It’s unclear when the photo was taken or posted to Facebook.
What is clear, however, is that Dildine is now out of a job.
On Wednesday, North Charleston Police Chief Eddie Driggers sent Dildine a letter detailing why the department was letting him go.
“On Tuesday … the City learned that you posted on Facebook a photograph in which you were wearing only a pair of boxer shorts emblazoned with the image of the Confederate flag,” Driggers wrote, according to the Post and Courier. “Your posting in this manner led to you being publicly identified as a North Charleston Police officer and associated both you and the Department with an image that symbolizes hate and oppression to a significant portion of the citizens we are sworn to serve.”
While the letter acknowledged that “the flag emblem may have different meanings to different people,” Driggers wrote that the photo had undermined Dildine’s “ability to improve trust and instill confidence when working with our citizens,” according to ABC, which also obtained a copy of the letter.
In particular, the photo would make it impossible for Dildine to handle criminal cases involving minorities “since defense counsel can reasonably be expected to use the photograph to call into question … your motivation in making the arrest.”
“In light of current events posting an inflammatory photograph in a way that permitted it to become widely distributed shows a lack of reason or judgment that is unacceptable,” the letter added, according to ABC.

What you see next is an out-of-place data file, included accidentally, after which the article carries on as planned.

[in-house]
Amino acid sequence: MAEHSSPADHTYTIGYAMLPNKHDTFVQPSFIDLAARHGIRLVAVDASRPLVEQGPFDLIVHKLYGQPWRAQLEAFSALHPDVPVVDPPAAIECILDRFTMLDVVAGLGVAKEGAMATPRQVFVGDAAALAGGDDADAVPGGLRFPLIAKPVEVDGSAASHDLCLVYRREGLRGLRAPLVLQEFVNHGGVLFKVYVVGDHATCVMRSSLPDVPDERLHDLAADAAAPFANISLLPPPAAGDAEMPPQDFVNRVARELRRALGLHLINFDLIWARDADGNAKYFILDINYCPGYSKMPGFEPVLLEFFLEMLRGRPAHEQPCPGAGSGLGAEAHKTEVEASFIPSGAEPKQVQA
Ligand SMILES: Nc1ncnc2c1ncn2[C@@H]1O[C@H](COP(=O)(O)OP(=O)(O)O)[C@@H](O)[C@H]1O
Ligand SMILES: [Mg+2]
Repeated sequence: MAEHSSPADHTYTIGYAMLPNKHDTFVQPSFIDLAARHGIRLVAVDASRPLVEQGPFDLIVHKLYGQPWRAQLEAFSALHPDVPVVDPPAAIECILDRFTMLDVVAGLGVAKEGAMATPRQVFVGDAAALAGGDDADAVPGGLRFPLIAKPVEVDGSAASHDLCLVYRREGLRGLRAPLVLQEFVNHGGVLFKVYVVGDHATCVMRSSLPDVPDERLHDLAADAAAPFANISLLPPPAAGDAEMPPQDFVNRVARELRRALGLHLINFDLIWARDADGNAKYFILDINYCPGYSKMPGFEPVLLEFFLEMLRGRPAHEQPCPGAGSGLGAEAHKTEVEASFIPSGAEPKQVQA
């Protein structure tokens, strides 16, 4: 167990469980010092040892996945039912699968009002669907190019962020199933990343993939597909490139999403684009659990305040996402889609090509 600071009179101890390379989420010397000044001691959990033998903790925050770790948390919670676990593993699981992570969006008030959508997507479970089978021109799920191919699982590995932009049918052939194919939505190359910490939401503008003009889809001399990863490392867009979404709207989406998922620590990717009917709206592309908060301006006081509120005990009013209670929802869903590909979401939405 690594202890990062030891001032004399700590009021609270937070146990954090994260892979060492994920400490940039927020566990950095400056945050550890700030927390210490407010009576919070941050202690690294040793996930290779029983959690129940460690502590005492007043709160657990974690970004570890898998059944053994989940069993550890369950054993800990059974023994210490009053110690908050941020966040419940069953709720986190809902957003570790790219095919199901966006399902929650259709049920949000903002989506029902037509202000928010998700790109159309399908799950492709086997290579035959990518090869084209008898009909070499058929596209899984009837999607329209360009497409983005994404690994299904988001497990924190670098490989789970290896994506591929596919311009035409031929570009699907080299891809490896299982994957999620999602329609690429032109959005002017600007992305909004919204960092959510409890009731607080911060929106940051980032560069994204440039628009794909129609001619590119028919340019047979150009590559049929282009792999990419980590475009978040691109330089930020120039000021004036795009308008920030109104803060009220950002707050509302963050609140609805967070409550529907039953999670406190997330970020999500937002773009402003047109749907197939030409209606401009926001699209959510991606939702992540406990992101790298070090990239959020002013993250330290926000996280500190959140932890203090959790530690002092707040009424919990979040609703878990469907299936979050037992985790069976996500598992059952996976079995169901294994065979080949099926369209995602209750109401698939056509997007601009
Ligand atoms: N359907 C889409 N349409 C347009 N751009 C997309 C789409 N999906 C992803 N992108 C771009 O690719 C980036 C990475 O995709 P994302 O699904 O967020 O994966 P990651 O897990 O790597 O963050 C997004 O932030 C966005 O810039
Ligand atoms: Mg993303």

Dildine’s Facebook post was particularly inflammatory because of where he works. North Charleston and neighboring Charleston have been at the center of several recent controversies revolving around race and the Confederate flag.
On April 4, Dildine’s colleague, North Charleston cop Michael Slager, was caught on camera fatally shooting African-American man Walter Scott in the back during a traffic stop.
When footage of the incident emerged a few days later, Driggers fired Slager shortly before Slager was arrested and charged with murder.
“It’s been a tragic day for many,” said Driggers, who was hired in 2012 to run an overwhelmingly white force policing a majority non-white city. “A tragic day for many.”
On June 17, the neighboring city of Charleston was the site of a horrific hate crime as Dylann Roof allegedly attacked a historic black church, killing nine.
Like Dildine, Roof had posted pictures of himself online posing with the Confederate flag. Unlike the cop, however, Roof also appeared in his photos wearing a gun.
In the wake of the mass shooting, South Carolina and other southern states moved to remove the Confederate flag from their statehouses and public monuments. Major retailers including Wal-Mart, Amazon and eBay have all announced that they will stop selling items bearing the banner.
Dildine, a 19-year veteran of the department, reportedly has 10 days to appeal his dismissal.
Correction: The original version of this story mentioned a recent church fire in North Charleston. That fire was actually in Charlotte, North Carolina.